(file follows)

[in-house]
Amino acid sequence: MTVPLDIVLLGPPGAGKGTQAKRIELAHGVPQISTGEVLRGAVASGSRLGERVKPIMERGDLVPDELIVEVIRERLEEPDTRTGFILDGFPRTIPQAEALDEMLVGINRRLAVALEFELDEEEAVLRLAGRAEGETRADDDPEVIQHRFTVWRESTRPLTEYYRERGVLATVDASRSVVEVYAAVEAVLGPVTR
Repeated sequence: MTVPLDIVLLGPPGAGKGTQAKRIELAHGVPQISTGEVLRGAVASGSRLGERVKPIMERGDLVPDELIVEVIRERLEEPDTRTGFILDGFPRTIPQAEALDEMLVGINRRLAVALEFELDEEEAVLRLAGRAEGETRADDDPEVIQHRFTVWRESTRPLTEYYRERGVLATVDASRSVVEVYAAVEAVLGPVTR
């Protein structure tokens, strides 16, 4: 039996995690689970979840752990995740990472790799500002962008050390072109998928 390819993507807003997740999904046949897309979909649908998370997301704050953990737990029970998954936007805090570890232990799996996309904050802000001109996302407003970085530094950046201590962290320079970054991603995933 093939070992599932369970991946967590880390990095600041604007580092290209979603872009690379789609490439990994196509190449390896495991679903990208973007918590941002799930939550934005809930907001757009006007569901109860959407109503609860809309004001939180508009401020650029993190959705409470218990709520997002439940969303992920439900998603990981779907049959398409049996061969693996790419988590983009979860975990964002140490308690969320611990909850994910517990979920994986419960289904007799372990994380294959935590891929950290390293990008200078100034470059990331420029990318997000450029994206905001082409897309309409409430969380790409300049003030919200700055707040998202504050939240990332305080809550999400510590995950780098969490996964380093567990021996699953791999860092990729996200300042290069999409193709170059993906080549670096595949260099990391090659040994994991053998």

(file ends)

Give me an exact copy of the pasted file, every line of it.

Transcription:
[in-house]
Amino acid sequence: MTVPLDIVLLGPPGAGKGTQAKRIELAHGVPQISTGEVLRGAVASGSRLGERVKPIMERGDLVPDELIVEVIRERLEEPDTRTGFILDGFPRTIPQAEALDEMLVGINRRLAVALEFELDEEEAVLRLAGRAEGETRADDDPEVIQHRFTVWRESTRPLTEYYRERGVLATVDASRSVVEVYAAVEAVLGPVTR
Repeated sequence: MTVPLDIVLLGPPGAGKGTQAKRIELAHGVPQISTGEVLRGAVASGSRLGERVKPIMERGDLVPDELIVEVIRERLEEPDTRTGFILDGFPRTIPQAEALDEMLVGINRRLAVALEFELDEEEAVLRLAGRAEGETRADDDPEVIQHRFTVWRESTRPLTEYYRERGVLATVDASRSVVEVYAAVEAVLGPVTR
């Protein structure tokens, strides 16, 4: 039996995690689970979840752990995740990472790799500002962008050390072109998928 390819993507807003997740999904046949897309979909649908998370997301704050953990737990029970998954936007805090570890232990799996996309904050802000001109996302407003970085530094950046201590962290320079970054991603995933 093939070992599932369970991946967590880390990095600041604007580092290209979603872009690379789609490439990994196509190449390896495991679903990208973007918590941002799930939550934005809930907001757009006007569901109860959407109503609860809309004001939180508009401020650029993190959705409470218990709520997002439940969303992920439900998603990981779907049959398409049996061969693996790419988590983009979860975990964002140490308690969320611990909850994910517990979920994986419960289904007799372990994380294959935590891929950290390293990008200078100034470059990331420029990318997000450029994206905001082409897309309409409430969380790409300049003030919200700055707040998202504050939240990332305080809550999400510590995950780098969490996964380093567990021996699953791999860092990729996200300042290069999409193709170059993906080549670096595949260099990391090659040994994991053998």